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Wednesday, August 19, 2015

Wacky Wednesday #19: Rorschach Inkblots

Are you familiar with the Rorschach inkblot test? If not, I will summarize it in one sentence, which may not give justice to all its nuances but I’m trying not to lose my readers! This inkblot test was developed in the 1960s by Swiss psychologist Hermann Rorschach as a method for analyzing people’s thoughts based on what they said the inkblots looked like. I am intrigued by the idea of inkblots showing who we are and how our brains work. Then it struck me: inkblot cards would make a fun costume. I wondered what people would see in the blots. One man said he saw a teddy bear on one of the cards, and my friend Andrea saw a Chargers lightning bolt. (To which I replied, “But Andrea, you are a passionate Chargers fan. You’d see a bolt in anything!” She couldn’t deny it…)


Reading inkblots is a technique still used today. But to tell you the truth, I’m not sure if I buy into the notion that you can tell a lot about a person based on what they see in an inkblot. We humans are complex and I don’t think we can be boiled down to a few responses to shapes on cards. I’ve always hated being labeled. Nobody really fits neatly into one label or another. Yet something about these images and the idea that they can reveal your personality—it’s oddly fun to me. It reminds me a little of the costume I made about fortune cookies. I find it funny that our futures could be predicted by a few words inside a cookie or that our personalities can be summed up by a quick glance at an inkblot. But these concepts are ones that make for creative costumes…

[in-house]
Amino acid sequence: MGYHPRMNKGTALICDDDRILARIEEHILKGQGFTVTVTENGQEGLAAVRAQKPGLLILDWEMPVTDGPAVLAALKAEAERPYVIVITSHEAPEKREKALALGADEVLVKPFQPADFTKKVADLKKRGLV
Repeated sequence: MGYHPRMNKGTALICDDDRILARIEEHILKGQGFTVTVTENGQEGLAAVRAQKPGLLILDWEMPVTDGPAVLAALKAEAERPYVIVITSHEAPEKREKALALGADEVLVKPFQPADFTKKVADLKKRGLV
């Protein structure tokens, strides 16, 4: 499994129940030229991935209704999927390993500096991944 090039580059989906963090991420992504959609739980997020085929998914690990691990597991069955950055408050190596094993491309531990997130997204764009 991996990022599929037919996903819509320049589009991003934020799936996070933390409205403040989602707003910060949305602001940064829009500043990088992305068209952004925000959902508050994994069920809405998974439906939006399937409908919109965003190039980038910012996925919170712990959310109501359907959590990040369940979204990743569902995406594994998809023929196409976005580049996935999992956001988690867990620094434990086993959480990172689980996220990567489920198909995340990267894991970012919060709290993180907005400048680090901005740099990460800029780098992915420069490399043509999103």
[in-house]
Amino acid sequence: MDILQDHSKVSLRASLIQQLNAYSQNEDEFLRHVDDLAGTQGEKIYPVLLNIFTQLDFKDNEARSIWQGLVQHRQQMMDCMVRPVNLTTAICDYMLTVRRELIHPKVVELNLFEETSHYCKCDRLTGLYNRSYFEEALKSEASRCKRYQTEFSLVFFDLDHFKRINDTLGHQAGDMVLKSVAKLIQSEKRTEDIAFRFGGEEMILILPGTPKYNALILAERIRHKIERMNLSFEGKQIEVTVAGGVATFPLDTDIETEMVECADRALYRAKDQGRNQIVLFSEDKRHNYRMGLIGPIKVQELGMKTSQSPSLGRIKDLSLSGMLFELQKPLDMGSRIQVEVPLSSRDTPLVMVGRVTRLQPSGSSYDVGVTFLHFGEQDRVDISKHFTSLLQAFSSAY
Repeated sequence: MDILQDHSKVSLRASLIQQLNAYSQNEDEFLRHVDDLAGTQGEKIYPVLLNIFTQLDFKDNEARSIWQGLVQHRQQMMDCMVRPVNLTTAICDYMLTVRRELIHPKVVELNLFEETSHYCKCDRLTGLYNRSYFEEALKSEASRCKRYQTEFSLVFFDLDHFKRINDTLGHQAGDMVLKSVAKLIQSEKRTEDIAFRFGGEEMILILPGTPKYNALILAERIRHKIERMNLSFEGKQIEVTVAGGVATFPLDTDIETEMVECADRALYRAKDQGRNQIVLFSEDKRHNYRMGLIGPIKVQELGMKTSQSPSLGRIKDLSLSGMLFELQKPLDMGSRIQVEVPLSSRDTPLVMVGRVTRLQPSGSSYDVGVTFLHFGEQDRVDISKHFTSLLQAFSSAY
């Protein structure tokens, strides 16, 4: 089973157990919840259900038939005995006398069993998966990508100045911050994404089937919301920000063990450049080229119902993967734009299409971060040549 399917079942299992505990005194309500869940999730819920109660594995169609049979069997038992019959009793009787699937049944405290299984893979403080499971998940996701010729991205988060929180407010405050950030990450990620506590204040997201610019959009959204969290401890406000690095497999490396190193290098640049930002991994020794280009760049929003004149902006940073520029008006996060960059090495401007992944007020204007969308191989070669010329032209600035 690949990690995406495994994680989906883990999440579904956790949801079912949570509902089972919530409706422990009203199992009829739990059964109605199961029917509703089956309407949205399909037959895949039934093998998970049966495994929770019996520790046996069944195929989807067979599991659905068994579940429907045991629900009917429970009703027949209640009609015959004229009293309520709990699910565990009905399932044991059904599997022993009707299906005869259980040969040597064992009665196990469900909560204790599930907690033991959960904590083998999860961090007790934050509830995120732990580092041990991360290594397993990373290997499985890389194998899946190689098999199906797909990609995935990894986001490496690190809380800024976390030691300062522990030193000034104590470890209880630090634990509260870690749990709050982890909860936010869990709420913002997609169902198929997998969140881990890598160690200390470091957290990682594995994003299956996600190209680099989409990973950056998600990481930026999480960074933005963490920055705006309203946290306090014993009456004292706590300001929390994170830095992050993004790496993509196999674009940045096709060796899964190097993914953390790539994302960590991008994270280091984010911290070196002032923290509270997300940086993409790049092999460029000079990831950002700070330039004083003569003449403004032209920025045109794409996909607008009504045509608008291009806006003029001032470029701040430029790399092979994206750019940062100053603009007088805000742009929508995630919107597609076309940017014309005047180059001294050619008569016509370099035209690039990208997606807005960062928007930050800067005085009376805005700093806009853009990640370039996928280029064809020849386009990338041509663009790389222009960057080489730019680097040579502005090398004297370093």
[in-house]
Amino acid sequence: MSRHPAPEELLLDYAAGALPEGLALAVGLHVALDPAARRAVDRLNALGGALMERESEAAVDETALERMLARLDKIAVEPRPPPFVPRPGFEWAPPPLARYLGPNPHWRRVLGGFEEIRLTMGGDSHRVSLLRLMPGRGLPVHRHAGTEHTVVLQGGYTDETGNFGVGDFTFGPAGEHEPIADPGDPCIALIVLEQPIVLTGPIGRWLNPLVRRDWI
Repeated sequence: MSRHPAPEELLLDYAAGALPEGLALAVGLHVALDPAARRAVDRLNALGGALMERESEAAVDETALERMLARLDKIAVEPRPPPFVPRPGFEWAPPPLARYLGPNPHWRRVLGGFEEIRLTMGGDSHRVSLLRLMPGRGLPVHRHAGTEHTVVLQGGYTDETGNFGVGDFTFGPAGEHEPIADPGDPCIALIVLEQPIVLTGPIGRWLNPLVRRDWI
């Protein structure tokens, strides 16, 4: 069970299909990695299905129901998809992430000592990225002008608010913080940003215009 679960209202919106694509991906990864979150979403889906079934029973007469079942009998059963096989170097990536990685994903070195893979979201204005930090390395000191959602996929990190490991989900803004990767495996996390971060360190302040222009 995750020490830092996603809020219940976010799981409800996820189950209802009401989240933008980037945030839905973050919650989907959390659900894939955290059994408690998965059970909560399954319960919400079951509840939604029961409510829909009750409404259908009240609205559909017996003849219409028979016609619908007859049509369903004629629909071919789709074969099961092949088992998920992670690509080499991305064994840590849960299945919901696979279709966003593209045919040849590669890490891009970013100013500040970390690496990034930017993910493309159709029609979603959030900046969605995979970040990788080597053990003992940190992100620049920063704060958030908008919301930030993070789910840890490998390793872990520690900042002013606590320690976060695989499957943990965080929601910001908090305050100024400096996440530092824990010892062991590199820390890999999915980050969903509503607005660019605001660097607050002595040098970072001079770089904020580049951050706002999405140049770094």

In case anyone is wondering, I whipped up this costume for next to nothing. Sometimes I share this part as encouragement, because creating something cool does not need to cost much. Poke through your local thrift stores. Go to garage sales. Cut up empty cereal boxes to use as materials. For this costume, I already had paint, elastic and thread, so I all I need to buy was one thing:

Total cost: $1 (white bed sheet from a garage sale, which I cut into six squares for inkblots and a dress)

Here are the blots I created before attaching them to my dress. Five of the blots are my original designs, based on the splotchy, curvilinear shapes Rorschach used.
Card 1: This is the only blot I made as a copy of Rorschach’s inkblots.
Card 2:

Card 3:

Card 4:

Card 5:

Card 6:


How do you Rorschach?


  1. Right up my ally with my line of work! Too cute. :-) Not that I put much stock into reading ink blots.

  2. Adri, thanks! So funny. Several other people who have worked in science or mental health have made similar comments. Thanks for the feedback!